• Overall: We give this item 8 of 10 overall

With a spacious screen and a smart design, the HTC HD7 is a contender for those looking for a Windows handset capable of strong multimedia performance.

Price comparison powered by Reevoo

£170
  • HTC Desire HD review

    HTC Desire HD

    A souped-up version of the HTC Desire that wowed us last year, the Google Android 2.2 'Froyo'-based HTC Desire HD is one of the most popular smartphones on the market. Updated 22 March 2011

  • HTC 7 Trophy

    The HTC 7 Trophy is a smartphone loaded with Windows Phone 7 and fitted with a 3.8in touchscreen. Updated, 1 April 2011

  • New HTC One M8 vs HTC One mini vs HTC One M7 2014 smartphone comparison review - why you should upgrade to the new HTC One

    New HTC One M8 vs HTC One mini vs HTC One M7 2014 smartphone comparison - why you should upgrade to the new HTC One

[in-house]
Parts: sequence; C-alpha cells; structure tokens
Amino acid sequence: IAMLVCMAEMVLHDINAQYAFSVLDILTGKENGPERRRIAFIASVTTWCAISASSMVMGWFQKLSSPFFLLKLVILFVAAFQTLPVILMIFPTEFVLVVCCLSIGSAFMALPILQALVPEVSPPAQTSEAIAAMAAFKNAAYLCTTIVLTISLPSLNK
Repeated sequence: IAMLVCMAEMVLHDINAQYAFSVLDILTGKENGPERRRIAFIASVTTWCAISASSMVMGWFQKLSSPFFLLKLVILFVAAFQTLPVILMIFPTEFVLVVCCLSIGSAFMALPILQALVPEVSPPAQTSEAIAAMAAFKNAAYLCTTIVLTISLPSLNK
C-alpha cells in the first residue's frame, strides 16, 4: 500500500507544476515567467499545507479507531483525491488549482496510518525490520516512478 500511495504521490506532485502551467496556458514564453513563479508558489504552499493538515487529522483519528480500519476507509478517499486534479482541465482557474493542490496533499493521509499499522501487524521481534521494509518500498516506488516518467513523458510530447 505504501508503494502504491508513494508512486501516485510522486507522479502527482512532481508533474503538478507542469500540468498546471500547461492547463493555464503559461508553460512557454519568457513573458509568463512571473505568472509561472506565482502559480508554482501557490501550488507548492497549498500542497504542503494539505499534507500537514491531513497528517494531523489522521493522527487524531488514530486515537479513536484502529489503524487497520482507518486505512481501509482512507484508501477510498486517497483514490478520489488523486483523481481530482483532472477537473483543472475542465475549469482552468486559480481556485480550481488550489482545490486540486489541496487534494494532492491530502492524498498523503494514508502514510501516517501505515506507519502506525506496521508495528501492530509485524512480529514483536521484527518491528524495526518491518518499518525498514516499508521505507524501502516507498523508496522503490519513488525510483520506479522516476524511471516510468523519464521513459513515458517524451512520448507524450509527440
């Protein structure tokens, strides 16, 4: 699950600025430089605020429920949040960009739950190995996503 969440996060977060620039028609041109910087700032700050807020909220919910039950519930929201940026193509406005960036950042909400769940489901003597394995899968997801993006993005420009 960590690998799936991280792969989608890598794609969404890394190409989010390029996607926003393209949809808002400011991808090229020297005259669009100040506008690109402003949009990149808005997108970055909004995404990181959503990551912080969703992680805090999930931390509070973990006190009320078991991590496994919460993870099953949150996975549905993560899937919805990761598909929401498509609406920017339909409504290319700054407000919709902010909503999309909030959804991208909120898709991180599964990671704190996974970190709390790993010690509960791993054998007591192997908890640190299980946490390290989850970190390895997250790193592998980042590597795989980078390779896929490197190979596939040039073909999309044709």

We compare the new HTC One M8 with the HTC One mini and the original HTC One M7's specs, price, features and software. Read our new HTC One M8 vs HTC One mini vs HTC One smartphone comparison review to find out more.

  • HTC Touch HD review

    HTC Touch HD

    The HTC Touch HD more closely matches up to the iPhone 3G than other HTC smartphones because of its huge 3.8in screen, one of the biggest available on a smartphone.

  • HTC One vs iPhone 5 comparison review

    HTC One vs iPhone 5 comparison

    Here's where we compare the high-end HTC Android smartphone the current flagship Apple smartphone in what we call a HTC One vs iPhone 5 comparison review.


IDG UK Sites

Exclusive: Samsung exits laptop market including Chromebooks

IDG UK Sites

Is Apple losing confidence in itself?

IDG UK Sites

How a London VFX studio is ditching desktop workstations for cloud-based creative power

IDG UK Sites

iOS 8 tips & tricks: Get to know iOS 8's handy new features